Winter Ball Provides Valuable Experience For Managers

Image credit: Rodney Linares (Photo by Mark LoMoglio/Getty Images)

While the Major League Baseball postseason holds the attention of baseball fans in the fall, many players begin preparing themselves in early October to begin playing winter ball in the Dominican Republic.

The winter ball season goes through late January and provides a unique opportunity for players to learn and compete while testing themselves against players of all different skill levels. Managing those players, however, provides different challenges compared to leading a team in the minor leagues.

Just like minor league teams, the Dominican Winter League clubs have an array of coaches on their staff. The manager has to decide his lineup each day with a roster often twice the size of those in the minors. For years, the protocol was to make changes on a day-by-day basis to the active 25-man roster, but it has become a weekly format. Managers have to make sure to consistently communicate with players and rally around them to ensure that their confidence stays up throughout the winter.

“With such large rosters, you have to learn how to manage so many different personalities,” Rodney Linares said.

Linares is fresh off his first season as Tampa Bay’s third base coach. Having managed at every level of the minors, he felt coaching winter ball has helped him effectively communicate with players.

“You obviously abide by the guidelines that the player development staffs give you, but this is a very competitive league and guys want to win,” Linares said. “You have to balance the analytics with how baseball is in a traditional sense.”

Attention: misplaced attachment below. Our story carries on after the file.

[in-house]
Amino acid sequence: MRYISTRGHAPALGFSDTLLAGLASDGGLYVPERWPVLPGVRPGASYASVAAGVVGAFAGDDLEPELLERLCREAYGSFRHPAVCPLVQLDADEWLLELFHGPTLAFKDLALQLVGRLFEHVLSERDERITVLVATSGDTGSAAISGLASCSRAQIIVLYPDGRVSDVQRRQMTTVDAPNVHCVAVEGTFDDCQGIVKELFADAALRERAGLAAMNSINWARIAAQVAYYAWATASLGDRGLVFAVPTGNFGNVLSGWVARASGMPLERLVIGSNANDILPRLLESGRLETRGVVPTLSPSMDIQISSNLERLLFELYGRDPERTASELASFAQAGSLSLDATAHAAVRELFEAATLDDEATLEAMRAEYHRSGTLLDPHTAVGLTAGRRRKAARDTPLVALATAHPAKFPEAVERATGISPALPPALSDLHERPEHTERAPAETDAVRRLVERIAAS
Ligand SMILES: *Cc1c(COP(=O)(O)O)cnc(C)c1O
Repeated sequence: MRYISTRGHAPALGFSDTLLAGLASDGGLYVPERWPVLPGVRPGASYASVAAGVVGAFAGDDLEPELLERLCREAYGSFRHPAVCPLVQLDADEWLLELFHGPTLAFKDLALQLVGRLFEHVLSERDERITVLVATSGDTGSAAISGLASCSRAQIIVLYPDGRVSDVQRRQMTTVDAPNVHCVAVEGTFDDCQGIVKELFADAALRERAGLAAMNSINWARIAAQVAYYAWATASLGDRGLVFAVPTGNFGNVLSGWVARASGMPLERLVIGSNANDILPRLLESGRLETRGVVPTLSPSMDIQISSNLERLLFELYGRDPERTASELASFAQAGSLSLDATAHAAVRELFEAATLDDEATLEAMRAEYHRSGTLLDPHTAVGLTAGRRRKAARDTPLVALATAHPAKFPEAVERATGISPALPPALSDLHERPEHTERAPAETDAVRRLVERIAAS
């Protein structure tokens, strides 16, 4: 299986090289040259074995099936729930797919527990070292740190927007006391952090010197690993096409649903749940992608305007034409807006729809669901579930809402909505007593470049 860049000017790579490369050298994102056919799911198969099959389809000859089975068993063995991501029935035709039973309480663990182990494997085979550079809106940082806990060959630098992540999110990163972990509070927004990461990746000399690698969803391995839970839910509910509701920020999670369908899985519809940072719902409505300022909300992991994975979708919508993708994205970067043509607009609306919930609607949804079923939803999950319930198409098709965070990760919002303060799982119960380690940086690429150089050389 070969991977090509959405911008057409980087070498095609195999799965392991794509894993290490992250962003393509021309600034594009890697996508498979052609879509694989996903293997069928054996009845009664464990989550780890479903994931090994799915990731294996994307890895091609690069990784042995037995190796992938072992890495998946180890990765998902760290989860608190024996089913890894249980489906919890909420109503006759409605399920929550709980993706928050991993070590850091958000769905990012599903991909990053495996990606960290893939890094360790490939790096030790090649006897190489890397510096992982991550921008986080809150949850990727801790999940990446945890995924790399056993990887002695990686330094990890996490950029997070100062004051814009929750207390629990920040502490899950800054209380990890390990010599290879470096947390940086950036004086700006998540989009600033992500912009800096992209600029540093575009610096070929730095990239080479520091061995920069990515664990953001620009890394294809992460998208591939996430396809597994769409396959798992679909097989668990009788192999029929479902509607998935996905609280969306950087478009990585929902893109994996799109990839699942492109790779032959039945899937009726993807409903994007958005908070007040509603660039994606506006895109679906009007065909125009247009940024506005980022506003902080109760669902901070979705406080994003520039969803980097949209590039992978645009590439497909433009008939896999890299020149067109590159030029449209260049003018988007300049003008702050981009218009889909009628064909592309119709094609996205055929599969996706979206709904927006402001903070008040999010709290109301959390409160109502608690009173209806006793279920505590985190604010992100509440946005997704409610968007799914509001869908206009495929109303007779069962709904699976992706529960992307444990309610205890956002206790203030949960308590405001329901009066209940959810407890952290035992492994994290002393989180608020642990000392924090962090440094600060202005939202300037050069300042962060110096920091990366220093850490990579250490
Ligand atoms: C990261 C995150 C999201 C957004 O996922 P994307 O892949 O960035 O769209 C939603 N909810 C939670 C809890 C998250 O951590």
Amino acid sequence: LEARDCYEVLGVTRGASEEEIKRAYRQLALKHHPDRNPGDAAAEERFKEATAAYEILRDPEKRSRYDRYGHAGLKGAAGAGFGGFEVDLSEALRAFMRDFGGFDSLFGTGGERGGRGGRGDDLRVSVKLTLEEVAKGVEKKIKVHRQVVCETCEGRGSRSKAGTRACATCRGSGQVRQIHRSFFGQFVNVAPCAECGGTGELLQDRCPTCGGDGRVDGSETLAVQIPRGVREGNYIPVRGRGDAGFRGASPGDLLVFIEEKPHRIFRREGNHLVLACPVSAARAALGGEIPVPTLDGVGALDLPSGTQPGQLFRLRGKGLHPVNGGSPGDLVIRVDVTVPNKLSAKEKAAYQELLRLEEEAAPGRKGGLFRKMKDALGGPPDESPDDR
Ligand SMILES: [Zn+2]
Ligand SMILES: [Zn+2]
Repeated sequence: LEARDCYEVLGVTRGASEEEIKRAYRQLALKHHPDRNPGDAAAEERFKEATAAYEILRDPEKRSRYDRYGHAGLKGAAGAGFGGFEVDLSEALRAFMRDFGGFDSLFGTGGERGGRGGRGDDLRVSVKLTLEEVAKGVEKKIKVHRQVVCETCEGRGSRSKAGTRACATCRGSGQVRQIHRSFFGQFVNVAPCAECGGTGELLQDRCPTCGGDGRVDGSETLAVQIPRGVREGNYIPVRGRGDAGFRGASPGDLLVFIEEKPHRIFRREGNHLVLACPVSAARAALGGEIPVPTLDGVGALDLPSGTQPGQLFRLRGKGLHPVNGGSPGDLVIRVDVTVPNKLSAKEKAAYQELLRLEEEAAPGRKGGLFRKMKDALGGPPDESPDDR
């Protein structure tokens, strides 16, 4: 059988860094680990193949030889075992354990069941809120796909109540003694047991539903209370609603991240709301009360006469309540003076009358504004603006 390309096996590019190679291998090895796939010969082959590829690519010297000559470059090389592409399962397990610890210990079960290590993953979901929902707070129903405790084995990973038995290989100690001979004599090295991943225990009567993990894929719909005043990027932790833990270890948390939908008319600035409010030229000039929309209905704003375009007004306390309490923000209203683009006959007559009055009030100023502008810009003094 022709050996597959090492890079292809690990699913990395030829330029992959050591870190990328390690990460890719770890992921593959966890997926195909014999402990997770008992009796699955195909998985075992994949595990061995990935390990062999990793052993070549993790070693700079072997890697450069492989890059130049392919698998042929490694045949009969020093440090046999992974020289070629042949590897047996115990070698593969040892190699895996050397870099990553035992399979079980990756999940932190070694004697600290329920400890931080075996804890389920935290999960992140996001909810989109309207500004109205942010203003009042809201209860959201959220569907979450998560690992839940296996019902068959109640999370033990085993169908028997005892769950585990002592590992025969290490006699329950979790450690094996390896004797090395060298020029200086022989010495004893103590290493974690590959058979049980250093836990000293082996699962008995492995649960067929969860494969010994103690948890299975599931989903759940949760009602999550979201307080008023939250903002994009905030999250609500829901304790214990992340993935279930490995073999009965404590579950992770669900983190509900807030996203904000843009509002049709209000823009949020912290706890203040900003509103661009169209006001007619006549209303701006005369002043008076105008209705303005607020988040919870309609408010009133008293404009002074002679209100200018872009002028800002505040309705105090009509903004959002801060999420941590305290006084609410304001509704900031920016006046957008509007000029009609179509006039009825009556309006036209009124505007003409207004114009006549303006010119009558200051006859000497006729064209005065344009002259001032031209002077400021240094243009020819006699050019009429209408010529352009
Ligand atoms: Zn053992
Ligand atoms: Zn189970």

That is a daunting task, as DWL teams have just recently begun using analytics to help choose players. Even with teams making use of more information, there are still old adages that often apply.

“I’ve been a bench coach and had managers turn to me and say, ‘Man, should I bunt here? I might get fired if I don’t,’” Linares said.

With a short 50-game season, owners have been quick to move on from managers if their team gets into a rut. This can sometimes cause teams to pay multiple managers at the same time if their contracts aren’t up.

“I’ve seen a team recently have three managers on their payroll, but only one was in the dugout because the other two were fired after being given two-year contracts,” Linares said.



This financial miscalculation has caused teams to not be so quick to change managers in recent seasons, understanding that a new face in the dugout may not have much effect on a four-game losing streak.

Winning is the main goal in the Dominican Republic, and the expectations are always high, providing a good opportunity to motivate coaches and players.

“You don’t do well, you go home. That is just how it is—its pressure to perform well. Even the vets and stars, you go with the guys who step up. You play the hot hand,” said Bobby Magallanes, who has experience coaching in both the minors and international circuit. “The season is so short, every game is important… it’s a playoff atmosphere there,” he said.

Winter ball allows players to test their game while learning from those at different levels. Linares feels playing Winter ball is a good test for players because its fast-paced nature and intense atmosphere provides a valuable experience.

“It is good for their development—you can work on stuff,” Linares said. “Plus, you get to see the way that other guys work.”

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